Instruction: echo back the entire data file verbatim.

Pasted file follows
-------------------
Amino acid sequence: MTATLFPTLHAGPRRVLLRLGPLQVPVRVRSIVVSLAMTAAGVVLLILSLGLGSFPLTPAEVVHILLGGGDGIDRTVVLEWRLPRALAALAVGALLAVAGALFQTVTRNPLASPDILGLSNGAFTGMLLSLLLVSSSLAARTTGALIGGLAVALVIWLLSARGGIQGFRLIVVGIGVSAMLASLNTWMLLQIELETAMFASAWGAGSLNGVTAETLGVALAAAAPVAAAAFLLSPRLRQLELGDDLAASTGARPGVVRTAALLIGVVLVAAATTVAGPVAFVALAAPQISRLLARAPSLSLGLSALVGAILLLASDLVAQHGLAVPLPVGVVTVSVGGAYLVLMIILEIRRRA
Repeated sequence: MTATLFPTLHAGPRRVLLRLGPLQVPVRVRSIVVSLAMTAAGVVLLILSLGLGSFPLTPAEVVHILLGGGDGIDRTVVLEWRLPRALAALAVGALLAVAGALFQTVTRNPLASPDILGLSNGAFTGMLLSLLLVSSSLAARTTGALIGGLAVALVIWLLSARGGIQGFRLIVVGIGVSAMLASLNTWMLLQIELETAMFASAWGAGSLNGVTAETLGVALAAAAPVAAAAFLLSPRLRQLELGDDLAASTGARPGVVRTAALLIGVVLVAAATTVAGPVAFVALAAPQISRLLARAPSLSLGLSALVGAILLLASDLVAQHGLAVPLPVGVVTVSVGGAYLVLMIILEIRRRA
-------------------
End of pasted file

Amino acid sequence: MTATLFPTLHAGPRRVLLRLGPLQVPVRVRSIVVSLAMTAAGVVLLILSLGLGSFPLTPAEVVHILLGGGDGIDRTVVLEWRLPRALAALAVGALLAVAGALFQTVTRNPLASPDILGLSNGAFTGMLLSLLLVSSSLAARTTGALIGGLAVALVIWLLSARGGIQGFRLIVVGIGVSAMLASLNTWMLLQIELETAMFASAWGAGSLNGVTAETLGVALAAAAPVAAAAFLLSPRLRQLELGDDLAASTGARPGVVRTAALLIGVVLVAAATTVAGPVAFVALAAPQISRLLARAPSLSLGLSALVGAILLLASDLVAQHGLAVPLPVGVVTVSVGGAYLVLMIILEIRRRA
Repeated sequence: MTATLFPTLHAGPRRVLLRLGPLQVPVRVRSIVVSLAMTAAGVVLLILSLGLGSFPLTPAEVVHILLGGGDGIDRTVVLEWRLPRALAALAVGALLAVAGALFQTVTRNPLASPDILGLSNGAFTGMLLSLLLVSSSLAARTTGALIGGLAVALVIWLLSARGGIQGFRLIVVGIGVSAMLASLNTWMLLQIELETAMFASAWGAGSLNGVTAETLGVALAAAAPVAAAAFLLSPRLRQLELGDDLAASTGARPGVVRTAALLIGVVLVAAATTVAGPVAFVALAAPQISRLLARAPSLSLGLSALVGAILLLASDLVAQHGLAVPLPVGVVTVSVGGAYLVLMIILEIRRRA